CHID's Cassie Hoeprich to co-host a podcast called “The Bark & the Bite”

Submitted by Comparative History Of Ideas on

Cover photo: Rachel Solomon (left) and Cassie Hoeprich (right)

Enter UW students Rachel Solomon and Cassie Hoeprich. The pair co-host a podcast called “The Bark & the Bite,” which Solomon also produces. Drawing inspiration from radio programs like “This American Life” and “Radiolab,” the monthly podcast focuses on the stories and experiences of UW students.

“With such a big school, there are people who have really amazing life stories,” Solomon said.

 The genesis of the project came in January this year, when Solomon was home, sick and listening to the radio constantly. She was puzzled as to why the UW lacked a story-driven radio program, so she took it upon herself to start one, taking a radio class at Bellevue College and interning at local radio stations KUOW and KPLU over the summer to get the skills she needed to produce the show.

With the idea for a radio show firmly in place, Solomon contacted people who she thought might have a similar interest in radio. One of these people was Hoeprich, whom Solomon had met in a journalism class. And while others balked at the time commitment required to put together a radio show, Hoeprich was hooked.

“People were interested, but no one had the time,” she said. “But I really, really enjoy radio. When [Rachel] said that it was going to be like ‘This American Life,’ I was sold.”

Solomon and Hoeprich communicated via e-mail over the summer, and eventually worked out a format for the show. Each episode is around 30 minutes in length and contains three or four stories based on a general theme. And although the theme of the first episode, “So This Is College,” was the college experience, future episodes won’t relate to college life as explicitly.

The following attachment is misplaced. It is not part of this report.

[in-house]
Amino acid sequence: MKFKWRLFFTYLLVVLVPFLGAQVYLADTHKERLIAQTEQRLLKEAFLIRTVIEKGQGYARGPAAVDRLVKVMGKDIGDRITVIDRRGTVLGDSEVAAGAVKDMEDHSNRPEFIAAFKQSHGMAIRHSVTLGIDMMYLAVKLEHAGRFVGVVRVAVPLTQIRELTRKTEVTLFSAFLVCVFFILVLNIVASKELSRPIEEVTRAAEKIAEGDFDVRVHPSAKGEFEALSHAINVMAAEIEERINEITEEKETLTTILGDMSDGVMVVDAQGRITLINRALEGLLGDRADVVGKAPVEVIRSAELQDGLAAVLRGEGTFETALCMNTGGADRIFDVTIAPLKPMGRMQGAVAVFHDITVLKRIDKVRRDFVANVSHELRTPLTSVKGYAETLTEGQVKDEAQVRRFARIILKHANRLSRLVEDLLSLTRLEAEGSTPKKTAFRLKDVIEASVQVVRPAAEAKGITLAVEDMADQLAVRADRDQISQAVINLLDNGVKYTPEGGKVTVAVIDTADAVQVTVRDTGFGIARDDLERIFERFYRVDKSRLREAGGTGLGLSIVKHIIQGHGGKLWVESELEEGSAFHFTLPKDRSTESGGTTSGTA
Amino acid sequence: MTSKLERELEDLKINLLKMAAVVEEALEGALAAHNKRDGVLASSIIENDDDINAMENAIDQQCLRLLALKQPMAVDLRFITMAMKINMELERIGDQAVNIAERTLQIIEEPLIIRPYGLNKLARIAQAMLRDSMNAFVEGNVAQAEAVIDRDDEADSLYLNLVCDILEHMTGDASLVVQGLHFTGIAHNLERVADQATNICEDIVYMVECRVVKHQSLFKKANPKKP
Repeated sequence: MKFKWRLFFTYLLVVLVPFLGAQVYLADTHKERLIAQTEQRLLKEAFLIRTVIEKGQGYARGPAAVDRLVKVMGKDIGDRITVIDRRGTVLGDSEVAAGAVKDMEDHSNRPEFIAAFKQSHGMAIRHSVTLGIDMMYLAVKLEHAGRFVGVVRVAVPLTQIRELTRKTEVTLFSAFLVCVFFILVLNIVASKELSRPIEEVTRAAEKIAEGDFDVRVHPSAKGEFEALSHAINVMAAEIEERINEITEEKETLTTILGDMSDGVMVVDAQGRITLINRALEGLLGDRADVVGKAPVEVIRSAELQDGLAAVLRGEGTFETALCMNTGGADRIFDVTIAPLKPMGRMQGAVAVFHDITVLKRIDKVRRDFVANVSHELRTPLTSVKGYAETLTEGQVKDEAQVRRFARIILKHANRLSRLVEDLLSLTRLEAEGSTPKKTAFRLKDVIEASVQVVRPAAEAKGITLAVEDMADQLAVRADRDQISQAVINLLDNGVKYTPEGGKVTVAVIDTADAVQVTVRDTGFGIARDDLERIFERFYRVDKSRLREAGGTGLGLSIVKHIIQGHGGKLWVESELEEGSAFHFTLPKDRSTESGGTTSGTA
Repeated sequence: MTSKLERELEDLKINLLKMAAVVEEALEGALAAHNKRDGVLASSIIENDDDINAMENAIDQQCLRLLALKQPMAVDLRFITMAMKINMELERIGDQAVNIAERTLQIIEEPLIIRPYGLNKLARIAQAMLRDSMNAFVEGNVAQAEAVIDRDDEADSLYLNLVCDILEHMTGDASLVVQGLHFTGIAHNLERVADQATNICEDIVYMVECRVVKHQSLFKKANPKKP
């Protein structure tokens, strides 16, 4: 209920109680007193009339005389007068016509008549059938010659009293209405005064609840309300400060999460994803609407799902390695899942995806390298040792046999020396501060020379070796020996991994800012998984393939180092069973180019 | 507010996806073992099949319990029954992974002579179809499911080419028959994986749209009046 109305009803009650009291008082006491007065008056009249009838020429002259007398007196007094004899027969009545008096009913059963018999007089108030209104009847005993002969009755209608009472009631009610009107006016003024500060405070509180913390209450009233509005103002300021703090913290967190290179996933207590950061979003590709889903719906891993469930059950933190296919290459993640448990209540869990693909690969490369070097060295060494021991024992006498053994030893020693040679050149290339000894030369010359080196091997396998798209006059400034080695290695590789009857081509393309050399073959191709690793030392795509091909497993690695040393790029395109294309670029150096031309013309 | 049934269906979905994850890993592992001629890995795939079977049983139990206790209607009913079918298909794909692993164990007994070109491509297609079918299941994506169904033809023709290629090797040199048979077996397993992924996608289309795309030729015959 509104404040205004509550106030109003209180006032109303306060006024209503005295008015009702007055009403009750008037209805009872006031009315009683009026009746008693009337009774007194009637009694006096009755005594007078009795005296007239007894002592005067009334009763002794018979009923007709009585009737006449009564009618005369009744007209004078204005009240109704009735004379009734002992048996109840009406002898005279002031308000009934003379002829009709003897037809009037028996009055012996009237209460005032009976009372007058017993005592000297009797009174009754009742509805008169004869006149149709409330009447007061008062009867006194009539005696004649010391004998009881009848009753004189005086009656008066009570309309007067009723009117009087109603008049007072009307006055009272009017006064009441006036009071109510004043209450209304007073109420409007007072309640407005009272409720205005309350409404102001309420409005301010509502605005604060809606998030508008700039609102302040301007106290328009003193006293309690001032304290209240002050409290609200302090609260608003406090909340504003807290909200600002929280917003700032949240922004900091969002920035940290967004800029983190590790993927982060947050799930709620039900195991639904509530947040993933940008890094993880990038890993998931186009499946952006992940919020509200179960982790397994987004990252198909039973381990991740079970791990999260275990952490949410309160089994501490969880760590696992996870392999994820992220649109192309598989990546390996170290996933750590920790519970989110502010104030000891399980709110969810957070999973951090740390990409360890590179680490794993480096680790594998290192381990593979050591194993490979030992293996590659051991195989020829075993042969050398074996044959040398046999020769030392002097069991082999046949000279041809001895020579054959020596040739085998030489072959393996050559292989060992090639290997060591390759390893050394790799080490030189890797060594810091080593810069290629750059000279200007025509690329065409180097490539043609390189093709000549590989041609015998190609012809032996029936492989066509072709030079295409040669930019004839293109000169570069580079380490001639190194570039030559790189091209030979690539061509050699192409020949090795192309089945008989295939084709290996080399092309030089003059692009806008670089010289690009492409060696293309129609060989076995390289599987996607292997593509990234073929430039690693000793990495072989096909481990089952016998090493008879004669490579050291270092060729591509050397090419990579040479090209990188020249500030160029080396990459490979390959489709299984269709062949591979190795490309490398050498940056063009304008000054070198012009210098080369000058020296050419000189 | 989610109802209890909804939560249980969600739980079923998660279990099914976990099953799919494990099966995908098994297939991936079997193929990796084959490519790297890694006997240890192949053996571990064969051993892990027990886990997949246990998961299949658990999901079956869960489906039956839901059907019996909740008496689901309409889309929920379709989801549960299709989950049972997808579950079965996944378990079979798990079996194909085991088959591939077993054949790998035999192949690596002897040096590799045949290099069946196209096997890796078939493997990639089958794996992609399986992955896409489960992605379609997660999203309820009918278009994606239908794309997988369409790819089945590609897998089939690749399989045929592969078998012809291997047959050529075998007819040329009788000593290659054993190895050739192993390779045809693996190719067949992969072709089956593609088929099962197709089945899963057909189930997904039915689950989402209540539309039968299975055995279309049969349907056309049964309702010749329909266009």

“It’s not just college stories,” Hoeprich said. “In our next episode, we have an individual who’s not from UW, but it’s about a topic that’s of interest to students — disability.”

In general, Hoeprich sees “The Bark & the Bite” as a way to tell stories that are engaging to the UW community.

“I think the goal of what we’re trying to do is to give a platform for those stories around campus or in the community,” she said. “There’s a narrative underneath everything. [We’re trying to find] the underlying narrative of UW and its students.”

Besides telling stories that pertain to the UW, Solomon and Hoeprich both stressed the importance of taking full advantage of their chosen medium — as they put it on their website, “find[ing] different, innovative ways of using sound to create great radio.”

This can mean anything from adding sounds of packing and zipping to enhance a story about Early Fall Start, or playing “Smells Like Teen Spirit” as a long-time UW employee recalls Nirvana’s infamous performance at the HUB.

“Using sound, you can paint a picture,” Hoeprich said. “It helps not only to tell the story, but to enhance it.”

Solomon’s experience has been helpful in this regard. She has considered a career as a producer, and the project is giving her ample experience. She couldn’t give an exact estimate of how many hours she spends on the show, but described the experience as time intensive, yet fulfilling.

“If someone listens to it and they enjoy it and get something out of it, it’s absolutely worth it for me,” she said. “If it made them smile or laugh or think about something differently, then it’s worth it to me.”

Best of all, she said, people are starting to listen. The first episode got 260 hits the day it was posted, and a possible partnership with RainyDawg Radio is in the works.

Solomon will graduate in the spring, and Hoeprich will next fall. For the time being, however, “The Bark & the Bite” will continue to tell stories that otherwise may not have been told.

“I think everyone’s curious about other people and other people’s life stories,” Solomon said. “I want this to be a way for people to share those experiences.”

If you have a story that you’d like to have told, or if you’re interested in being a contributor, contact “The Bark & the Bite” at To hear the podcast, visit

Reach reporter Andrew Gospe at

By Andrew Gospe
December 2, 2010
Photo by Patrick Riley.